They accepted women as equals and allowed both they and Gentiles to minister, an attitude we witness in the ministry of Jesus and the evangelism of the early church. All their worship services were conducted in Greek because it was a cosmopolitan language, the “English” of the day, as opposed to the restrictive Hebrew language.
While the Hebrews were united in what they stood for, the Hellenists were divided. One sub-group, headed by Simon Magus, advocated the overthrow of the Roman occupiers by violent means. This group called itself the Figtree. The other sub-group, headed by Jonathan Annas, stood for passive resistance towards Rome, and not recourse to arms.
This group called itself the Vineyard. When Jesus “cursed the fig tree” for not bearing fruit, there was no tree involved at all: all he did was condemn the Figtree faction in the Hellenist group for adopting methods that were at cross-purposes with his pacifist ways of bringing about political change in Jerusalem.
Seventy-seven years ago, on the evening of December 2, 1943, the Germans launched a surprise air raid on allied shipping in the Italian port of Bari, which was then the key supply centre for the British 8th army’s advance in Italy.
The attack was spearheaded by 105 Junkers JU88 bombers under the overall command of the infamous Air Marshal Wolfram von Richthofen (who had initially achieved international notoriety during the Spanish Civil War for his aerial bombardment of Guernica). In a little over an hour the German aircraft succeeded in sinking 28 transport and cargo ships, while further inflicting massive damage to the harbour’s facilities, resulting in the port being effectively put out of action for two months.
Over two thousand ground personnel were killed during the raid, with the release of a secret supply of mustard gas aboard one of the destroyed ships contributing to the death toll, as well as subsequent military and civilian casualties. The extent of the later is a controversy due to the fact that the American and British governments subsequently covered up the presence of the gas for decades.
At least five Batswana were killed and seven critically wounded during the raid, with one of the wounded being miraculously rescued floating unconscious out to sea with a head wound. He had been given up for dead when he returned to his unit fourteen days later. The fatalities and casualties all occurred when the enemy hit an ammunition ship adjacent to where 24 Batswana members of the African Pioneer Corps (APC) 1979 Smoke Company where posted.
Thereafter, the dozen surviving members of the unit distinguished themselves for their efficiency in putting up and maintaining smokescreens in their sector, which was credited with saving additional shipping. For his personal heroism in rallying his men following the initial explosions Company Corporal Chitu Bakombi was awarded the British Empire Medal, while his superior officer, Lieutenant N.F. Moor was later given an M.B.E.
Remember: bricks and cement are used to build a house, but mutual love, respect and companionship are used to build a HOME. And amongst His signs is this: He creates for you mates out of your own kind, so that you may find contentment (Sukoon) with them, and He engenders love and tenderness between you; in this behold, there are signs (messages) indeed for people who reflect and think (Quran 30:21).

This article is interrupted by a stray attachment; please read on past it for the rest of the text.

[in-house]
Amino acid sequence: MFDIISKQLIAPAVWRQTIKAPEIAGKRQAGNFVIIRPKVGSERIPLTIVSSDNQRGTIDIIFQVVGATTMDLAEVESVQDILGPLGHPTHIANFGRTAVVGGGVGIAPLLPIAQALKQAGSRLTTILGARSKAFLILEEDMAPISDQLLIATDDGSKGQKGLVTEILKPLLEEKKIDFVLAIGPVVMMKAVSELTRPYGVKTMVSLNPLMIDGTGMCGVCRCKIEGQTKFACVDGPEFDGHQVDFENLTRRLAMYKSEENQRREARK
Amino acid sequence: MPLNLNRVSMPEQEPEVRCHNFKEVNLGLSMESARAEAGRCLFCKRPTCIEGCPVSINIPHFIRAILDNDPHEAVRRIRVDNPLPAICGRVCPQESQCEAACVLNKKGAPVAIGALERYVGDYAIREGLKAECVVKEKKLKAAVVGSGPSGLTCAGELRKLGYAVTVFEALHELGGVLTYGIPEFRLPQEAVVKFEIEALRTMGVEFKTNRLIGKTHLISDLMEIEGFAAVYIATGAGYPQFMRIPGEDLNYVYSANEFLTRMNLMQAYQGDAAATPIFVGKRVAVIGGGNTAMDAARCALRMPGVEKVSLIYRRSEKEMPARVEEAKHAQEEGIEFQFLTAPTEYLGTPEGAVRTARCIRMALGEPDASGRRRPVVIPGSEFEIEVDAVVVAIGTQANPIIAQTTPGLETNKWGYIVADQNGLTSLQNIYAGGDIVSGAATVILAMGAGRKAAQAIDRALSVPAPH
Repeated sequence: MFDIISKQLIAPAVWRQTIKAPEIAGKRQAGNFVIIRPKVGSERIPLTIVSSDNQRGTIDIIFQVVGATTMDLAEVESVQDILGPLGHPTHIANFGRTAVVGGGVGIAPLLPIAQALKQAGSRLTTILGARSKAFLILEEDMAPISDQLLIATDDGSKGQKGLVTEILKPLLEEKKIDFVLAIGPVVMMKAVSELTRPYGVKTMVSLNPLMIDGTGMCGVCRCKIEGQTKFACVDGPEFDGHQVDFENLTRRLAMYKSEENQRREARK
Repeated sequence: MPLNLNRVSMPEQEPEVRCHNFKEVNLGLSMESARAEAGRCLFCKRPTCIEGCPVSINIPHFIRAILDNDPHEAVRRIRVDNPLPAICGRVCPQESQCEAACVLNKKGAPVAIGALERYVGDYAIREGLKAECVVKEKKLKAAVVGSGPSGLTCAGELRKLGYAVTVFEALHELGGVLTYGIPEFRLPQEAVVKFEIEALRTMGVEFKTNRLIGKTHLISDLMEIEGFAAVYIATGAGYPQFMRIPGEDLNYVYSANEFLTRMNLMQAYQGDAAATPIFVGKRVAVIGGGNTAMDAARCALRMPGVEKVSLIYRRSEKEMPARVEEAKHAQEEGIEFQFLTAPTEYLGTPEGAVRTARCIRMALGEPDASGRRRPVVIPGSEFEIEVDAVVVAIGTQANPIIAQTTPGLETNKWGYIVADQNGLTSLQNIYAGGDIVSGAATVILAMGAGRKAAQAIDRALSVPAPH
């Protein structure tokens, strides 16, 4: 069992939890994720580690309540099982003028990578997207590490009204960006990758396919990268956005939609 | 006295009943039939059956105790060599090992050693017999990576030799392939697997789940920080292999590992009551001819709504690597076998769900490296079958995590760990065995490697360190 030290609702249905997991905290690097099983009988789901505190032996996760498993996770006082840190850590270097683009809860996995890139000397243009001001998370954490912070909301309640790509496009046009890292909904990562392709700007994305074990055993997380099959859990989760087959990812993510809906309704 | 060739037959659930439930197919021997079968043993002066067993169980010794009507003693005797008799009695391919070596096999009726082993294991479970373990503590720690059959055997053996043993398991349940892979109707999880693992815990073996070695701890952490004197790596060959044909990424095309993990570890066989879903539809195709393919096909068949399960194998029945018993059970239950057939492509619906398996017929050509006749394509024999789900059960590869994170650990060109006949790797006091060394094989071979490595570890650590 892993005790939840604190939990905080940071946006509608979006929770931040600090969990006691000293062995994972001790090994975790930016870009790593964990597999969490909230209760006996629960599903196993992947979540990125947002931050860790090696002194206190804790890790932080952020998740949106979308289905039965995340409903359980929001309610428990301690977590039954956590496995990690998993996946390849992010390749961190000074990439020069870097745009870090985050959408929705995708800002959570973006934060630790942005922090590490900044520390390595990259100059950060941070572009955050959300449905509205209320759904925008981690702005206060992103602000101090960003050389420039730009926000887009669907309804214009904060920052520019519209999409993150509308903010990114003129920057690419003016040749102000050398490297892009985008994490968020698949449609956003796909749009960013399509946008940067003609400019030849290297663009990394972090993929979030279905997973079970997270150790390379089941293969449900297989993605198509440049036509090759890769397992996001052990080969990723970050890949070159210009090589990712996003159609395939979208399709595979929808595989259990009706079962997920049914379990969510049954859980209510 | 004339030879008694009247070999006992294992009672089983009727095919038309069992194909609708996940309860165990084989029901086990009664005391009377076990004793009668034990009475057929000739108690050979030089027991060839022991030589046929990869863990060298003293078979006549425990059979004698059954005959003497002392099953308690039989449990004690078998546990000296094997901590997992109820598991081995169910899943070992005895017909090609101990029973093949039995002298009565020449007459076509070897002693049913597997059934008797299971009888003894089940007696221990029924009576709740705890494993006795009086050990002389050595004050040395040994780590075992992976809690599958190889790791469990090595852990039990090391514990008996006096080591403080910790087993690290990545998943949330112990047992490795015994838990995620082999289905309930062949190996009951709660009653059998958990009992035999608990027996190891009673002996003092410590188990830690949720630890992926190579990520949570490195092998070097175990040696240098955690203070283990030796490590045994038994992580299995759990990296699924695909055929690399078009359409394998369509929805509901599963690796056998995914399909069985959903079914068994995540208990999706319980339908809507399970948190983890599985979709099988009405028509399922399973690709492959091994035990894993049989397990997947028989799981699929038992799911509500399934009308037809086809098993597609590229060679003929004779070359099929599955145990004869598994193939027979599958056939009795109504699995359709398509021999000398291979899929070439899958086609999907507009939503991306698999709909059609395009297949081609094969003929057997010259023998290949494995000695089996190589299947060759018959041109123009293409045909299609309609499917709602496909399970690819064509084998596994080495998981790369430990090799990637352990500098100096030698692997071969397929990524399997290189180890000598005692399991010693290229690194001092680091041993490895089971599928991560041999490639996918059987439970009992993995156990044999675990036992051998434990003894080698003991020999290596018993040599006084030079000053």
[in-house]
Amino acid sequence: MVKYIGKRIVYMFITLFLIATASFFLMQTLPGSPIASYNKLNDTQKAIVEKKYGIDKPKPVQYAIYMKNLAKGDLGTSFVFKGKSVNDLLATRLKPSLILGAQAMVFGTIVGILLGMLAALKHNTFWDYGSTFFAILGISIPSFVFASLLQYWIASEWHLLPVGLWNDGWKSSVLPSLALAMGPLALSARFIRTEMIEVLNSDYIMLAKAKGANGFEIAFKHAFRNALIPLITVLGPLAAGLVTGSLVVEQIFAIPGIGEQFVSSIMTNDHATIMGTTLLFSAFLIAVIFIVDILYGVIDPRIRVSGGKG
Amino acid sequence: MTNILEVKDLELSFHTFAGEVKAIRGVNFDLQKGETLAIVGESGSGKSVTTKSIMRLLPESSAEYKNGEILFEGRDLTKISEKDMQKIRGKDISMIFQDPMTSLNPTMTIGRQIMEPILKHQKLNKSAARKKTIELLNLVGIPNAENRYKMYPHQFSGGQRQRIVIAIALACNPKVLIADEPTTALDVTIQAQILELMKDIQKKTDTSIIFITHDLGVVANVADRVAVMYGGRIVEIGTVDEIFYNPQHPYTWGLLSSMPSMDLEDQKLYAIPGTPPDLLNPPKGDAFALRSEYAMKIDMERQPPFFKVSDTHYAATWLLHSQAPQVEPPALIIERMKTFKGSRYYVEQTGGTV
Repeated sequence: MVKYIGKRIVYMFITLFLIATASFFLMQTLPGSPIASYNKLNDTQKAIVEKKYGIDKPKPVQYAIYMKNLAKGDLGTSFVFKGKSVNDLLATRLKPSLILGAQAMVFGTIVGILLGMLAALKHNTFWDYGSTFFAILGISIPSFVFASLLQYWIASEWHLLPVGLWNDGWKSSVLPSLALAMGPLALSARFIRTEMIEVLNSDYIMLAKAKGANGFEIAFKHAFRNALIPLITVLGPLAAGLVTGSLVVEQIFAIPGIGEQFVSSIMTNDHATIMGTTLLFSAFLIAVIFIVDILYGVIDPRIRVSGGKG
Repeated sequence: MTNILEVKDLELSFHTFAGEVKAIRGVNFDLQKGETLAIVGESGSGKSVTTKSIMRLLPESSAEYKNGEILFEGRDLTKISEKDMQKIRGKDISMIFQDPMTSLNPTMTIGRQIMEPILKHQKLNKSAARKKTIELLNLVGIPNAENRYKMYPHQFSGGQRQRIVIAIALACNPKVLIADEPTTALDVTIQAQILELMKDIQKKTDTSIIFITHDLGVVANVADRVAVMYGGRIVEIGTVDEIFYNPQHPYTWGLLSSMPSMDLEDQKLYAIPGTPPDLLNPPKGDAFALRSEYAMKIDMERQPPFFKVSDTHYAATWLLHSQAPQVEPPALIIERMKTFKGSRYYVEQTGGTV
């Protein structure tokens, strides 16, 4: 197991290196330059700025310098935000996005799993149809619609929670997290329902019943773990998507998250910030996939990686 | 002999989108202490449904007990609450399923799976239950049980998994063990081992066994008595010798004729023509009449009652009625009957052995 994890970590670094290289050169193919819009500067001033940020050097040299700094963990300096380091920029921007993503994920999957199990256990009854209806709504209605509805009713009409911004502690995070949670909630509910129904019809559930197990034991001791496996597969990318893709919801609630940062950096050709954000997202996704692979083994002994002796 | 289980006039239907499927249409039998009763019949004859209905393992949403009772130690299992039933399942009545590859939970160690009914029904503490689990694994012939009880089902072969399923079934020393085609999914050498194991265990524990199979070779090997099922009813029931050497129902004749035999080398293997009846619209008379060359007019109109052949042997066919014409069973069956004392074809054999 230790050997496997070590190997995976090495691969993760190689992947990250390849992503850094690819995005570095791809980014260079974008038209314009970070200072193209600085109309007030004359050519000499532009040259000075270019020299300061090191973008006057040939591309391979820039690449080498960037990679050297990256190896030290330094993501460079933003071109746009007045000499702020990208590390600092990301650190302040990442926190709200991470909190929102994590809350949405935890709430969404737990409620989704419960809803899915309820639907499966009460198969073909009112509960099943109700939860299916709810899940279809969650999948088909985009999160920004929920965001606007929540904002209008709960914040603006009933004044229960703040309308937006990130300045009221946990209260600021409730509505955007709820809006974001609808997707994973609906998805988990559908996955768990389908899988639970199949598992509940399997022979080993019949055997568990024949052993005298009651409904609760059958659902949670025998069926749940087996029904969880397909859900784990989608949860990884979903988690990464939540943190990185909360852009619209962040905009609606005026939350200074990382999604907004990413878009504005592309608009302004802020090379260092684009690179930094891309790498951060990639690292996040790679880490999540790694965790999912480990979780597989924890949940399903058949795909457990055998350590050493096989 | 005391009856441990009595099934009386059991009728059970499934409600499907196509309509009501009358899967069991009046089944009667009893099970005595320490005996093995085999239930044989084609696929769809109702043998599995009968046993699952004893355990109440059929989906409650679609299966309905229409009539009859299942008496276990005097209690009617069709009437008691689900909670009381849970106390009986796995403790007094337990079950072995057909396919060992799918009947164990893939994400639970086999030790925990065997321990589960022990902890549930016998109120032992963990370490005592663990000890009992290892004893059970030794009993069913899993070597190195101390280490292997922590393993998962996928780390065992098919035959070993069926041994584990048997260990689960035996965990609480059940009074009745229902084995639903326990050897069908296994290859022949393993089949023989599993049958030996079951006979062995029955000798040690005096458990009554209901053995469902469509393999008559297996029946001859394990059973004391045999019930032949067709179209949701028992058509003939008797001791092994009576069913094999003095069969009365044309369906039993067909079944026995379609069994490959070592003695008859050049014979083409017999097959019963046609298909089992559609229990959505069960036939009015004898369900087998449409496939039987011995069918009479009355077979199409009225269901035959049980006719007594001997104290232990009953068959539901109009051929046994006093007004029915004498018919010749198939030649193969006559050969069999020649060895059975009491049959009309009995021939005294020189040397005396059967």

This verse talks about contentment; this implies companionship, of their being together, sharing together, supporting one another and creating a home of peace. This verse also talks about love between them; this love is both physical and emotional. For love to exist it must be built on the foundation of a mutually supportive relationship guided by respect and tenderness. As the Quran says; ‘they are like garments for you, and you are garments for them (Quran 2:187)’. That means spouses should provide each other with comfort, intimacy and protection just as clothing protects, warms and dignifies the body.
In Islam marriage is considered an ‘ibaadah’, (an act of pleasing Allah) because it is about a commitment made to each other, that is built on mutual love, interdependence, integrity, trust, respect, companionship and harmony towards each other. It is about building of a home on an Islamic foundation in which peace and tranquillity reigns wherein your offspring are raised in an atmosphere conducive to a moral and upright upbringing so that when we all stand before Him (Allah) on that Promised Day, He will be pleased with them all.
Most marriages start out with great hopes and rosy dreams; spouses are truly committed to making their marriages work. However, as the pressures of life mount, many marriages change over time and it is quite common for some of them to run into problems and start to flounder as the reality of living with a spouse that does not meet with one’s pre-conceived ‘expectations’. However, with hard work and dedication, couples can keep their marriages strong and enjoyable. How is it done? What does it take to create a long-lasting, satisfying marriage?
Below are some of the points that have been taken from a marriage guidance article I read recently and adapted for this purposes.
POSITIVITY Spouses should have far more positive than negative interactions. If there is too much negativity — criticizing, demanding, name-calling, holding grudges, etc. — the relationship will suffer. However, if there is never any negativity, it probably means that frustrations and grievances are not getting ‘air time’ and unresolved tension is accumulating inside one or both partners waiting to ‘explode’ one day.